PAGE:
USA Rugby League

By Brian Lowe, Date: 11/7/18

The NRL and English Super League are being encouraged to take a leaf out of the NFL’s playbook and open up extra roster spots for international players.

The move has been suggested by Curtis Goddard, founder of the Southwest Florida Copperheads, the newest franchise in the USA Rugby League’s national clubs competition.

“It seems like a no-brainer. It’s just a matter of making sure the NRL and Super League are not going to have a cap hit like the NFL is doing,” he says.

In the 2017 offseason, the National Football League initiated its International Player Pathway program in which all four teams in the NFC South division were able to add one extra practice squad spot for a foreign-born developmental player increasing those teams’ practice squads to eleven.

The players trained with their teams like other practice squad members and were allowed to play in preseason games but weren’t eligible to be activated to their teams’ 53-man rosters last season.

This offseason, another four clubs in the AFC North have been granted the same ability, making a total of eight international players who are now part of the pathway program.

The NFL says the aim of the program is to provide international athletes the opportunity to compete at the NFL level, improve their skills, and ultimately earn a spot on an NFL roster.

Canadian Football League commissioner Randy Ambrosie is of the same mind suggesting that the CFL could look at doing something similar in the future by reserving spots on team rosters for global players.

His rationale being that it would help to expand the CFL internationally.

Goddard sees a huge opportunity for rugby league to do likewise at the NRL and Super League levels.

“Especially in Australia because of the way they’ve reconfigured the player development pathway through the Intrust Super Premiership NSW and Intrust Super Cup (Qld) as they realized playing at the U-20s level wasn’t preparing guys for the NRL,” he says.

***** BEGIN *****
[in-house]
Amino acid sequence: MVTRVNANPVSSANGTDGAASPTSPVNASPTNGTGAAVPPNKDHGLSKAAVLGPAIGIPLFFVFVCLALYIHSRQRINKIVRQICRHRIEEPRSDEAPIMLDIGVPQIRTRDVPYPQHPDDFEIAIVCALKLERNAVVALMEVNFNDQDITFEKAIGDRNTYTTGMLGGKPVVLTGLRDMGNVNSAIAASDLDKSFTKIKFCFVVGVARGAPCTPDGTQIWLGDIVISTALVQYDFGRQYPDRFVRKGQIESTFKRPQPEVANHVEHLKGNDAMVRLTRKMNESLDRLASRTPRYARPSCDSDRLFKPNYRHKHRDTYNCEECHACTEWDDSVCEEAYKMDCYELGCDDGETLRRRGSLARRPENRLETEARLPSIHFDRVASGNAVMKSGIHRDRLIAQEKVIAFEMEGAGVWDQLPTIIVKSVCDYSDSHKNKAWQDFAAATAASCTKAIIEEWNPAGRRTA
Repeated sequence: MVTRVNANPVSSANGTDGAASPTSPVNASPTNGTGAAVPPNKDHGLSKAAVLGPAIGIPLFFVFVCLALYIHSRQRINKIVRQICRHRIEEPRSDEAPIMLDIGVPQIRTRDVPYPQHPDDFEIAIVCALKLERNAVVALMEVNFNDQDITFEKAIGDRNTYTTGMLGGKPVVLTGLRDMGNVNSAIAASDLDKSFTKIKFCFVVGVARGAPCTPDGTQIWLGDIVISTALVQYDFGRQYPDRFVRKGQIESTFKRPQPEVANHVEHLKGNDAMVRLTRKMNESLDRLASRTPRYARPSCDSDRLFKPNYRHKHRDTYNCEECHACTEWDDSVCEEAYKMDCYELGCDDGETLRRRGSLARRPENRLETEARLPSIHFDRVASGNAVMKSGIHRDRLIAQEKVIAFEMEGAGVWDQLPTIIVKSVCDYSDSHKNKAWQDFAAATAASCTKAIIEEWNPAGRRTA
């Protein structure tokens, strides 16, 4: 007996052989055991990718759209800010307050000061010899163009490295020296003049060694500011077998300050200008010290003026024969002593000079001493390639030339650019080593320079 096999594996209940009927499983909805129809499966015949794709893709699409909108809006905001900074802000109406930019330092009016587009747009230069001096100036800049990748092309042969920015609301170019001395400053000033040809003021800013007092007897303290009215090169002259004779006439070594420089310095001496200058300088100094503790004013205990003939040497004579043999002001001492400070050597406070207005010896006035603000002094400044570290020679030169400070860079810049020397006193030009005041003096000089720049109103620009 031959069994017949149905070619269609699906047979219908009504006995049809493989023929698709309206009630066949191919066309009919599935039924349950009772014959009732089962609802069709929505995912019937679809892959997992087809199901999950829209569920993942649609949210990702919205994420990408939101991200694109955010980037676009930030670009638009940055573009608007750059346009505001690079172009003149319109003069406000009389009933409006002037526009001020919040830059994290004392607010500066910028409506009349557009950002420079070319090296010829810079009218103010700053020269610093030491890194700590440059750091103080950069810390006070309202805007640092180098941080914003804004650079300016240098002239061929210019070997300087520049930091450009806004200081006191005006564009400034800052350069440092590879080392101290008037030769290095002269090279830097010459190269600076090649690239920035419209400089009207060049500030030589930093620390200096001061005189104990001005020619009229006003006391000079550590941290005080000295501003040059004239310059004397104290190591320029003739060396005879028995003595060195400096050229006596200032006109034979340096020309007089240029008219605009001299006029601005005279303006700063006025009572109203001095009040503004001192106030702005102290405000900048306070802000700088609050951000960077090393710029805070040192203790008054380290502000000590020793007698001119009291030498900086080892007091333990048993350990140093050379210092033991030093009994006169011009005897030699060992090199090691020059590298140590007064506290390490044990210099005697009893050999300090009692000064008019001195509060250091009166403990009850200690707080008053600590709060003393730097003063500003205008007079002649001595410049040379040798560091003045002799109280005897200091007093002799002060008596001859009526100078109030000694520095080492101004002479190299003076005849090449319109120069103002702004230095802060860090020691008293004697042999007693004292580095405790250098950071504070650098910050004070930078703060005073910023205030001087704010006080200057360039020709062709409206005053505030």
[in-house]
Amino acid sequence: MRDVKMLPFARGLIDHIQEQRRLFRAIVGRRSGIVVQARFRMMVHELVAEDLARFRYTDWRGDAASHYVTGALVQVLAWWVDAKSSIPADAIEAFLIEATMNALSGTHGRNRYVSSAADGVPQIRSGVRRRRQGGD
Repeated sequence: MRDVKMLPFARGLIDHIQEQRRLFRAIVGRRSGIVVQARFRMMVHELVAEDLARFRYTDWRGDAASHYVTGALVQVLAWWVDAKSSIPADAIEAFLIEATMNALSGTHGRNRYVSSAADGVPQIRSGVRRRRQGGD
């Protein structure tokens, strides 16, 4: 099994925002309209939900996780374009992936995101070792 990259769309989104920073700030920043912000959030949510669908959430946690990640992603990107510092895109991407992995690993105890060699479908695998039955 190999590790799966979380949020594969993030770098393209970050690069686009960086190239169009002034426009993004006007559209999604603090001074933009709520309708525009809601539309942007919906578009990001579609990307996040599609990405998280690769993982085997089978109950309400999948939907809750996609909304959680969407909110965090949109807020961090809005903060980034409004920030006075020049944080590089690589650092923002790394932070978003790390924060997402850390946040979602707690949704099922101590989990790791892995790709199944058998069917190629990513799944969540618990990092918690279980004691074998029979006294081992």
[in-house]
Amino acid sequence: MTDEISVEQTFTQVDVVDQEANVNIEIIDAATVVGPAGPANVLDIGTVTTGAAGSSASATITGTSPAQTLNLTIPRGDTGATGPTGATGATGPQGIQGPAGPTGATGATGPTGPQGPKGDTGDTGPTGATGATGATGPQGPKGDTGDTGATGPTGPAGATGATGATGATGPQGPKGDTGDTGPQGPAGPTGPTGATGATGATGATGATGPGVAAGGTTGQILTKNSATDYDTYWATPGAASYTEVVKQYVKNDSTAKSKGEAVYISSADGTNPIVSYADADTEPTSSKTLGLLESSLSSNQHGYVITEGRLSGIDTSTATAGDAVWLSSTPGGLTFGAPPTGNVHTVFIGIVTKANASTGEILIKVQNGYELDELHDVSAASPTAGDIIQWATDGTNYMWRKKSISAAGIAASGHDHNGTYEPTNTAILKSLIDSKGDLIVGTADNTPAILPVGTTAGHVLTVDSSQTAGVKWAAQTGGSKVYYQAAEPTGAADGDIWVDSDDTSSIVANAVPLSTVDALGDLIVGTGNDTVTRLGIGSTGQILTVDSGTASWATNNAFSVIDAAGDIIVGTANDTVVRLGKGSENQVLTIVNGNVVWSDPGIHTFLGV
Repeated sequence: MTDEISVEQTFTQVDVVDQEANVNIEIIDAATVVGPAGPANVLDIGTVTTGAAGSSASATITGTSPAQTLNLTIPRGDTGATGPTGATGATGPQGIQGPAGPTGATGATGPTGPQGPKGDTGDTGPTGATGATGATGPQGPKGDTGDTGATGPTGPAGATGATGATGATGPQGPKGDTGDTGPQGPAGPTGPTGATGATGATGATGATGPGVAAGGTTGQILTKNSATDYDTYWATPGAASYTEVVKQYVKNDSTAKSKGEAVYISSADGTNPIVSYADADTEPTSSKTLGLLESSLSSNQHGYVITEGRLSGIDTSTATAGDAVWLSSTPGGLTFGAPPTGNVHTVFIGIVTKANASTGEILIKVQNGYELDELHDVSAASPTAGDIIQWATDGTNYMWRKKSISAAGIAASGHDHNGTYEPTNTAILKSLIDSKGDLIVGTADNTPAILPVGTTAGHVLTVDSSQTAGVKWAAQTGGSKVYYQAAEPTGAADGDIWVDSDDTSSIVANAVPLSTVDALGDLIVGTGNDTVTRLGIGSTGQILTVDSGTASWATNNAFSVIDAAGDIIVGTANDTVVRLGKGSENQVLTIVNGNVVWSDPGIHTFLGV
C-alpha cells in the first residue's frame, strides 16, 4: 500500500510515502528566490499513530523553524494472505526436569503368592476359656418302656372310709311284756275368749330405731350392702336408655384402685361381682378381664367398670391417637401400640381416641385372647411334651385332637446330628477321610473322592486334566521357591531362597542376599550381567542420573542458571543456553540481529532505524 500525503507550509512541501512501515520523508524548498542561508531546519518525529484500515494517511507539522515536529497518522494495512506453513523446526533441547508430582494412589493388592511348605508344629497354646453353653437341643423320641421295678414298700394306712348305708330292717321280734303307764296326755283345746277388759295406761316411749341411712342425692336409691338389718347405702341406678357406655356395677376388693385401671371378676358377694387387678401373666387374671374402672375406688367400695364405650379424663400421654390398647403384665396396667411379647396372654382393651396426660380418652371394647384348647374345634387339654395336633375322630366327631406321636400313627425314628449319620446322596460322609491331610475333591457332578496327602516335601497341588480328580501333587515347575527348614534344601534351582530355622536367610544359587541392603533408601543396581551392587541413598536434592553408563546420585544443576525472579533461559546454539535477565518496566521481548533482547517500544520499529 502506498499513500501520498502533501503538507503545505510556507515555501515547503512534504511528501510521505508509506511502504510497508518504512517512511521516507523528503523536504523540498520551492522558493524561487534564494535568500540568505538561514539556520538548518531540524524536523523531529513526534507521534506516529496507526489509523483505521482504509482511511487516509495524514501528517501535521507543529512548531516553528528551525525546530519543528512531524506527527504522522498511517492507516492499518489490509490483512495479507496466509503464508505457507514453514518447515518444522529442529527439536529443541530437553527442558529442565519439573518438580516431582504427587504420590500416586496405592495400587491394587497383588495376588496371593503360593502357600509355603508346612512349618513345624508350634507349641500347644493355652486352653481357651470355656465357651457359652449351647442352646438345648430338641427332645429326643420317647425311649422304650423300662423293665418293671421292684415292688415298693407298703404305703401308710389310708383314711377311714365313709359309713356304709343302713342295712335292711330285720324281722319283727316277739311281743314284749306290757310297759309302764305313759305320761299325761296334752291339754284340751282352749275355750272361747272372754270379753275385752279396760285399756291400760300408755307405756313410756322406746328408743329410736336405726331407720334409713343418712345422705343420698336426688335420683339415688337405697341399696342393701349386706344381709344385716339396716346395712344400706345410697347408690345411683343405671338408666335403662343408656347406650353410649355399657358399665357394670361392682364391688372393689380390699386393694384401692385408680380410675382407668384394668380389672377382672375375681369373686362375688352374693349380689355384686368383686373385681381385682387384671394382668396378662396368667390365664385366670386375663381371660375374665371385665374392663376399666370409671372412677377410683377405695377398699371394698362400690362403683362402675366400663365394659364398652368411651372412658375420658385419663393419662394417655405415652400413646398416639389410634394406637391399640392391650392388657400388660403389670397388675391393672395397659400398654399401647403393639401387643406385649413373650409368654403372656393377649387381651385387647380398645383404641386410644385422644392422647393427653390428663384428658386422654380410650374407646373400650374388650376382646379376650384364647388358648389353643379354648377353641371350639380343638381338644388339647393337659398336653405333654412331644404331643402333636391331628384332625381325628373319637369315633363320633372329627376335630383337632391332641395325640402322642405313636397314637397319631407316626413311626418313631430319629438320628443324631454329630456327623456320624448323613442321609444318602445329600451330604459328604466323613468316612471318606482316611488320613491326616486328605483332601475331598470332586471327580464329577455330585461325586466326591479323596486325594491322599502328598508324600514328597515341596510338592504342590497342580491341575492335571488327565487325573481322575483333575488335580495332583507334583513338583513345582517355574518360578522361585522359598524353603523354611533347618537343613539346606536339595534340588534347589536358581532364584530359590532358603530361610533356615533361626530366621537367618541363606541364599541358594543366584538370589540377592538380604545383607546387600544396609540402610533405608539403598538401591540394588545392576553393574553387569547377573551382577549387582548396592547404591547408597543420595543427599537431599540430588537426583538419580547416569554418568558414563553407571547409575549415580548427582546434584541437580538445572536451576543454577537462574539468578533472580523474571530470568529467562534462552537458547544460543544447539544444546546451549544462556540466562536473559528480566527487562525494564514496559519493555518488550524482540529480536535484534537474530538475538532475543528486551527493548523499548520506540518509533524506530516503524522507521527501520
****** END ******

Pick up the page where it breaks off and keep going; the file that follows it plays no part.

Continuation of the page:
“An NRL club could bring in a guy as an extra international spot, it wouldn’t affect their salary cap and then when the season starts they move him to one of their feeder clubs at the appropriate level of competition.”

Goddard continues that at some point a club would know if the player was good enough to make it in the NRL, and if not, then he at least would have benefited from an accelerated development program.

“During that time, they’re playing footy at the highest level that they possibly can and are receiving the best instruction all offseason, all preseason.

“Even after two or three years, maybe they’re Massey Cup level players and not quite NSW Premiership players and then ultimately come back to America like I did super excited about rugby league and expanding the USARL.

“That’s ultimately what will end up happening. They’re going to come back home unless they become the next Semi Radradra, and God bless them if they do, because it will have paid off for the clubs which backed themselves.

“They’d reap the benefits if that comes to be, and if it doesn’t, one out of ten is the next NRL starter and the rest go back home and that’s only going to benefit us.”

He says NRL clubs already have these kinds of formalized pathways set up for domestic-based players, so all they would need to do is set up an international pathway to get guys in through the front door as opposed to the way many players do it by playing in regional competitions under strict visa limitations.